May 1, 2018
Plant pathology director shares wheat blast expertise with Blue Ribbon Study Panel
James Stack, Kansas State University professor of plant pathology and director of the Great Plains Diagnostic Network, discussed wheat blast and improving global food security at a panel with the Blue Ribbon Study Panel on Biodefense.
The April 25 panel in Washington D.C. focused on transnational biological threats and global security.
Other members of the panel included Alan Rudolph, vice president for research at Colorado State University, and Terence Taylor, retired colonel in the British Army. The Blue Ribbon Study Panel on Biodefense — chaired by former Sen. Joe Lieberman and former Secretary of Homeland Security Tom Ridge — recommends changes to U.S. national policy and law to strengthen biodefense.
During the panel discussion, Stack offered comments on wheat blast, genome-based diagnostics and ides for improving global security. Plant health is important, he said, and four plant species — rice, wheat, maize and potatoes — supply 60 percent of the calories that sustain humans.
"Plant health is prerequisite to human health and well-being," Stack said. "We eat plants and we feed plants to the animals that we eat."
Stack described how global trade has been identified as a vehicle to enhance the economy, resolve poverty in developing nations and achieve global food security. But he also described how border inspections and prevention measures — although important — are insufficient to deal with the magnitude of introductions of new organisms and pathogens associated with global trade.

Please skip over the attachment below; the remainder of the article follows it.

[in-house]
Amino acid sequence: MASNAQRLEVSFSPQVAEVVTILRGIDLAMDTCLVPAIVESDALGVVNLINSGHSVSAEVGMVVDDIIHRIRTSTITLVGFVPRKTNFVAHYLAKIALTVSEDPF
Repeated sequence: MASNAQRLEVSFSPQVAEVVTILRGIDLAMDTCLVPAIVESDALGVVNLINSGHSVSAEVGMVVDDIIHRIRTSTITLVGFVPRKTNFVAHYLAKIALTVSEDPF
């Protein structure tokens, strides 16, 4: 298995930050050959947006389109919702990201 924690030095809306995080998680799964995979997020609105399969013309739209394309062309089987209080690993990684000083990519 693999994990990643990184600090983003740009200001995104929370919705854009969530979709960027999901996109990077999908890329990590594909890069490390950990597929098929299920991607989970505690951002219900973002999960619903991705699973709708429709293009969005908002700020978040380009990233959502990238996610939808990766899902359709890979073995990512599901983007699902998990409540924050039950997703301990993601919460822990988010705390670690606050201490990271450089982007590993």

He provided details of the consequences of the 2016 wheat blast outbreak in Bangladesh and the 2017 outbreak in India. Early and accurate identification of plant pathogens is key to effectively responding to disease outbreaks and to preventing further outbreaks, Stack said, and it is important to fund research programs that improve diagnostics.
"We have embraced and are reaping the many benefits from the global economy, and we need to accept the responsibility for the consequences of that global economy," Stack said. "We need to build and maintain plant food systems with the ability to keep pace with transnational biological threats. The implications for global security with an expanding population are significant."
Watch the panel discussion at ustream.tv/recorded/114480083.